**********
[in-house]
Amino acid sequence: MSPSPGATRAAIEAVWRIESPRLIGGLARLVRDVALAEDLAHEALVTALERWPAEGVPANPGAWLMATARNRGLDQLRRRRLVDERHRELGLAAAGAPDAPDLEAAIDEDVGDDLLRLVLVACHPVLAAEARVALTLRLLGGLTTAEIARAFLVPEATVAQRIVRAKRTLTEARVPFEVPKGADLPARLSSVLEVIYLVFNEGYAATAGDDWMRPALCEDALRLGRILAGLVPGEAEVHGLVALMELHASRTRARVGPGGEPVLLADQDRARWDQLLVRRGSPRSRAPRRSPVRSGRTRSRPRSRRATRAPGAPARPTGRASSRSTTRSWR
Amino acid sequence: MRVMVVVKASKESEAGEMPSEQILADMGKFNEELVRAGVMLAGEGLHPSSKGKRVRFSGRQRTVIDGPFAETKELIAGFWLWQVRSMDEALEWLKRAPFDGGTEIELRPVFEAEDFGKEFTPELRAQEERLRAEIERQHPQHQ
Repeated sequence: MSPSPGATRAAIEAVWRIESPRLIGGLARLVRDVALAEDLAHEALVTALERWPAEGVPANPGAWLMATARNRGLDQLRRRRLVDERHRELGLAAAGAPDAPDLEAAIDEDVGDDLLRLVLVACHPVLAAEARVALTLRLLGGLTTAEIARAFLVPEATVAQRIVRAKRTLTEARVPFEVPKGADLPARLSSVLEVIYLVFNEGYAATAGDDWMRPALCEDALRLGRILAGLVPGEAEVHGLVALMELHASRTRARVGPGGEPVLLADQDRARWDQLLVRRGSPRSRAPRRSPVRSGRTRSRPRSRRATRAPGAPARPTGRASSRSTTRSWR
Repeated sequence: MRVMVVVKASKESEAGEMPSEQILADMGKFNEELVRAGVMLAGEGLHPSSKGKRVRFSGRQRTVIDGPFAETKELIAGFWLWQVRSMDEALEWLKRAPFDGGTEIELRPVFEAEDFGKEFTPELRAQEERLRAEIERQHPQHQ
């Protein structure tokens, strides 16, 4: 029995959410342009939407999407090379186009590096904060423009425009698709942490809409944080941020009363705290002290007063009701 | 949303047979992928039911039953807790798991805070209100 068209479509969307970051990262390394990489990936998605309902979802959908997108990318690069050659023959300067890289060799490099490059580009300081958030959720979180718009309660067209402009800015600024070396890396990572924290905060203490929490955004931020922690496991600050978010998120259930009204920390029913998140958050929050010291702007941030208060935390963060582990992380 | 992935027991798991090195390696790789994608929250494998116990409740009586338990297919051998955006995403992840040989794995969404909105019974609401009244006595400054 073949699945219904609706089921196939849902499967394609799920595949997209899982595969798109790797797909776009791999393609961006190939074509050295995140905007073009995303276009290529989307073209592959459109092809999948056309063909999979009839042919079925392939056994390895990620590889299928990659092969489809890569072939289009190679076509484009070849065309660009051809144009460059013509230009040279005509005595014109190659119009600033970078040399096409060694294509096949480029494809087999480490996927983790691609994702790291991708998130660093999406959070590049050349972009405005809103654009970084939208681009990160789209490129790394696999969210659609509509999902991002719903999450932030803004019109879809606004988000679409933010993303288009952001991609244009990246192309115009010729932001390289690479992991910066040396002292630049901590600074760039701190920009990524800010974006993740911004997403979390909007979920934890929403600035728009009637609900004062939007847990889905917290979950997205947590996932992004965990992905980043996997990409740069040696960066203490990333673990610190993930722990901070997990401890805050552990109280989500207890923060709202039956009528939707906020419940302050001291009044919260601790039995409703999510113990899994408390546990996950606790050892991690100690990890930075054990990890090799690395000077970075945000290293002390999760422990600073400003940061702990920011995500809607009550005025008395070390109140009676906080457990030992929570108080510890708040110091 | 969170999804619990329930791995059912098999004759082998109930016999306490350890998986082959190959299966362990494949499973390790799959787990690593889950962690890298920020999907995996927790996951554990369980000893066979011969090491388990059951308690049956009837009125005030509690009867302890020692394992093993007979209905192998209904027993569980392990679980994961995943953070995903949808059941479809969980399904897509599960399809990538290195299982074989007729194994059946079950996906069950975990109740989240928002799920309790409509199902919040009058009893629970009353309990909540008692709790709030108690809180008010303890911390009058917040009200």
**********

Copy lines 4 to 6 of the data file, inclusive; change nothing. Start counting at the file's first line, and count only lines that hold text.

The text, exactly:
Repeated sequence: MSPSPGATRAAIEAVWRIESPRLIGGLARLVRDVALAEDLAHEALVTALERWPAEGVPANPGAWLMATARNRGLDQLRRRRLVDERHRELGLAAAGAPDAPDLEAAIDEDVGDDLLRLVLVACHPVLAAEARVALTLRLLGGLTTAEIARAFLVPEATVAQRIVRAKRTLTEARVPFEVPKGADLPARLSSVLEVIYLVFNEGYAATAGDDWMRPALCEDALRLGRILAGLVPGEAEVHGLVALMELHASRTRARVGPGGEPVLLADQDRARWDQLLVRRGSPRSRAPRRSPVRSGRTRSRPRSRRATRAPGAPARPTGRASSRSTTRSWR
Repeated sequence: MRVMVVVKASKESEAGEMPSEQILADMGKFNEELVRAGVMLAGEGLHPSSKGKRVRFSGRQRTVIDGPFAETKELIAGFWLWQVRSMDEALEWLKRAPFDGGTEIELRPVFEAEDFGKEFTPELRAQEERLRAEIERQHPQHQ
């Protein structure tokens, strides 16, 4: 029995959410342009939407999407090379186009590096904060423009425009698709942490809409944080941020009363705290002290007063009701 | 949303047979992928039911039953807790798991805070209100 068209479509969307970051990262390394990489990936998605309902979802959908997108990318690069050659023959300067890289060799490099490059580009300081958030959720979180718009309660067209402009800015600024070396890396990572924290905060203490929490955004931020922690496991600050978010998120259930009204920390029913998140958050929050010291702007941030208060935390963060582990992380 | 992935027991798991090195390696790789994608929250494998116990409740009586338990297919051998955006995403992840040989794995969404909105019974609401009244006595400054 073949699945219904609706089921196939849902499967394609799920595949997209899982595969798109790797797909776009791999393609961006190939074509050295995140905007073009995303276009290529989307073209592959459109092809999948056309063909999979009839042919079925392939056994390895990620590889299928990659092969489809890569072939289009190679076509484009070849065309660009051809144009460059013509230009040279005509005595014109190659119009600033970078040399096409060694294509096949480029494809087999480490996927983790691609994702790291991708998130660093999406959070590049050349972009405005809103654009970084939208681009990160789209490129790394696999969210659609509509999902991002719903999450932030803004019109879809606004988000679409933010993303288009952001991609244009990246192309115009010729932001390289690479992991910066040396002292630049901590600074760039701190920009990524800010974006993740911004997403979390909007979920934890929403600035728009009637609900004062939007847990889905917290979950997205947590996932992004965990992905980043996997990409740069040696960066203490990333673990610190993930722990901070997990401890805050552990109280989500207890923060709202039956009528939707906020419940302050001291009044919260601790039995409703999510113990899994408390546990996950606790050892991690100690990890930075054990990890090799690395000077970075945000290293002390999760422990600073400003940061702990920011995500809607009550005025008395070390109140009676906080457990030992929570108080510890708040110091 | 969170999804619990329930791995059912098999004759082998109930016999306490350890998986082959190959299966362990494949499973390790799959787990690593889950962690890298920020999907995996927790996951554990369980000893066979011969090491388990059951308690049956009837009125005030509690009867302890020692394992093993007979209905192998209904027993569980392990679980994961995943953070995903949808059941479809969980399904897509599960399809990538290195299982074989007729194994059946079950996906069950975990109740989240928002799920309790409509199902919040009058009893629970009353309990909540008692709790709030108690809180008010303890911390009058917040009200």